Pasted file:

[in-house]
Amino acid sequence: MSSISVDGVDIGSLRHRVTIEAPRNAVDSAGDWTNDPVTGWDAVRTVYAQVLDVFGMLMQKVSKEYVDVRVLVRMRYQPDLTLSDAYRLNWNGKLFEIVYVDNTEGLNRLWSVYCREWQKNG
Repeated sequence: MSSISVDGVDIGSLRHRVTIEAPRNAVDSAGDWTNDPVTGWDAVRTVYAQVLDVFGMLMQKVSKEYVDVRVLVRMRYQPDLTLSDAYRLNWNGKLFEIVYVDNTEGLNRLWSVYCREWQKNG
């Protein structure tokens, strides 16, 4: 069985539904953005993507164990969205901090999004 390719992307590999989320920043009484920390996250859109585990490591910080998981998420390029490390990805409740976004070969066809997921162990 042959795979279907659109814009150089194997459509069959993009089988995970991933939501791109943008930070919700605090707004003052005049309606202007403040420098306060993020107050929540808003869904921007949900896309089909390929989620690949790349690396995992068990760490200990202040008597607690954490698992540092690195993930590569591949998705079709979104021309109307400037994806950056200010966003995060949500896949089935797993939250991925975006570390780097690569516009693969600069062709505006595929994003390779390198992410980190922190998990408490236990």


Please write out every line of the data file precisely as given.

[in-house]
Amino acid sequence: MSSISVDGVDIGSLRHRVTIEAPRNAVDSAGDWTNDPVTGWDAVRTVYAQVLDVFGMLMQKVSKEYVDVRVLVRMRYQPDLTLSDAYRLNWNGKLFEIVYVDNTEGLNRLWSVYCREWQKNG
Repeated sequence: MSSISVDGVDIGSLRHRVTIEAPRNAVDSAGDWTNDPVTGWDAVRTVYAQVLDVFGMLMQKVSKEYVDVRVLVRMRYQPDLTLSDAYRLNWNGKLFEIVYVDNTEGLNRLWSVYCREWQKNG
């Protein structure tokens, strides 16, 4: 069985539904953005993507164990969205901090999004 390719992307590999989320920043009484920390996250859109585990490591910080998981998420390029490390990805409740976004070969066809997921162990 042959795979279907659109814009150089194997459509069959993009089988995970991933939501791109943008930070919700605090707004003052005049309606202007403040420098306060993020107050929540808003869904921007949900896309089909390929989620690949790349690396995992068990760490200990202040008597607690954490698992540092690195993930590569591949998705079709979104021309109307400037994806950056200010966003995060949500896949089935797993939250991925975006570390780097690569516009693969600069062709505006595929994003390779390198992410980190922190998990408490236990």